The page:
Think - AT LONDON BUSINESS SCHOOL

The effortlessly green phenomenon with Dr Dafna Goor

Why customers prefer eco-friendly products in the morning and what that means for a more sustainable future

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Consumers today have more environmentally friendly options to choose from than ever. They also have access to a vast breadth of information on why these choices are so important. In fact, public awareness of environmental concerns and their possible remedies is at an all-time high. So why do some of us still choose standard products over greener alternatives?

Dafna Goor, Assistant Professor of Marketing at London Business School, has been exploring the psychology of consumer habits for years. Her ongoing research, Effortlessly Green: When and Why Effort Impacts Environmentally Friendly Consumption, examines the relationship between ‘feelings of deservingness’ and product choices across various contexts and areas of consumption. Working in collaboration with IDC’s Dr. Yonat Zwebner, Dr Goor and her research team found that expending effort heightens consumers’ sense of individual deservingness, which in turns lowers their preference for environmentally friendly products.

Dr Goor sat down with Think to talk about how she proved the ‘effortlessly green’ phenomenon and what it means for marketers.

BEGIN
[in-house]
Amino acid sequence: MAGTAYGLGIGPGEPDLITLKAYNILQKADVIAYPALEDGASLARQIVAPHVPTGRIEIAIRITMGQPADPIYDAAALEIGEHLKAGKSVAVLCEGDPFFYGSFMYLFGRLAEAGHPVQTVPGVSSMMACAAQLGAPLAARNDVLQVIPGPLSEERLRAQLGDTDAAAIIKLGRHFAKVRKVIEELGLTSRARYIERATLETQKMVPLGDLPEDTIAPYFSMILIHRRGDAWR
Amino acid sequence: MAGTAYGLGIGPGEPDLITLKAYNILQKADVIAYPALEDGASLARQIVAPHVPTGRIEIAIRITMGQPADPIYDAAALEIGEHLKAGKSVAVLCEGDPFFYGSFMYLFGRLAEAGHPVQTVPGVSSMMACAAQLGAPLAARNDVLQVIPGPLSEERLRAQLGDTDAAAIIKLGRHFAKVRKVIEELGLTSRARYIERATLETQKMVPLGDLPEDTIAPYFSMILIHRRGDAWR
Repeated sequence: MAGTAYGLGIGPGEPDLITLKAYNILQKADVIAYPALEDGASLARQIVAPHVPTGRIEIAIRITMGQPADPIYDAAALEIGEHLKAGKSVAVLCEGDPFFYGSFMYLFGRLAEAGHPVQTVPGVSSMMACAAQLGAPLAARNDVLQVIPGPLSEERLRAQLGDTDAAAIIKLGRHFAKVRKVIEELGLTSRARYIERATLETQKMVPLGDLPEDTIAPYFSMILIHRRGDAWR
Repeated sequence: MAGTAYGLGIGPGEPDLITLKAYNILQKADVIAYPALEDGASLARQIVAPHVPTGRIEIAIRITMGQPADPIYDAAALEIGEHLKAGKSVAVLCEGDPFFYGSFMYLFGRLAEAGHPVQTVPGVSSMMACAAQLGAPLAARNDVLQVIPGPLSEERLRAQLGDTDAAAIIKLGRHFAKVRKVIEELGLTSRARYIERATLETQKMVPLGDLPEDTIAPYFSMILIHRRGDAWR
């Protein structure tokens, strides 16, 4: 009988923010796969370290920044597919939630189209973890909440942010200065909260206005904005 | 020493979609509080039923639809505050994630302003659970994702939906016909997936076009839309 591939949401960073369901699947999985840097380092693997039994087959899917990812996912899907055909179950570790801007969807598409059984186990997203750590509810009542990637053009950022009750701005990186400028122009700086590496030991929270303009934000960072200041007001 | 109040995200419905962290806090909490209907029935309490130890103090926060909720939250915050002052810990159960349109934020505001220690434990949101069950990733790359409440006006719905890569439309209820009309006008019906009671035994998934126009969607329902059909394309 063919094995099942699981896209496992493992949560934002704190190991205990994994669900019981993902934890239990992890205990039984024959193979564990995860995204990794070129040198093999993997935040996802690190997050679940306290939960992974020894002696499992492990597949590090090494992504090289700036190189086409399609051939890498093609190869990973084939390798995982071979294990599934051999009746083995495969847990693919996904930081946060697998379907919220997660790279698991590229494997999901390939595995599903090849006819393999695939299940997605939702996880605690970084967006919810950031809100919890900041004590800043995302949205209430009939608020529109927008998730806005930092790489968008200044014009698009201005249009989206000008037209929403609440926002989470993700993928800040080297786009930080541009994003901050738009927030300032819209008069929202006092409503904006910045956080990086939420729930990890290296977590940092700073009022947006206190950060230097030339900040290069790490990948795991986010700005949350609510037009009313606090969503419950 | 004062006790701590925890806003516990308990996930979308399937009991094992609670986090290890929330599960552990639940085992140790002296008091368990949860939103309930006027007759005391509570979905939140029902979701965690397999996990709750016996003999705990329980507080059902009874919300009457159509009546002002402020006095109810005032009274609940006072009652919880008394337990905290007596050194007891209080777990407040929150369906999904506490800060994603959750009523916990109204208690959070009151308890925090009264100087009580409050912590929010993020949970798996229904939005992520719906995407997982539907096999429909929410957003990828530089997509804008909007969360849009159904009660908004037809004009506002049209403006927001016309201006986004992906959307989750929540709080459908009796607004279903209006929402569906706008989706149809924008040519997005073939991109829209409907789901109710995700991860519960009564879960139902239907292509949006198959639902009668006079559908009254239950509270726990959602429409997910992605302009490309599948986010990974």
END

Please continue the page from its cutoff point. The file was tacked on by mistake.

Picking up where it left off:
“I’ve always been interested in the idea of psychological entitlement. It’s not an area that has been widely researched within a marketing context and yet it impacts consumer behaviour quite a bit.”

Finding inspiration in unusual places

By early 2020, Dr Goor was already involved in a pilot study investigating consumer’s motivations for choosing eco-friendly products. She’d been working with a household name organisation to look at when their customers were buying ‘green’ options. “We used machine learning to sort through millions of transactions a month and we found that customers were more likely to go for a greener option in the morning. This was the first indication that something interesting was happening.”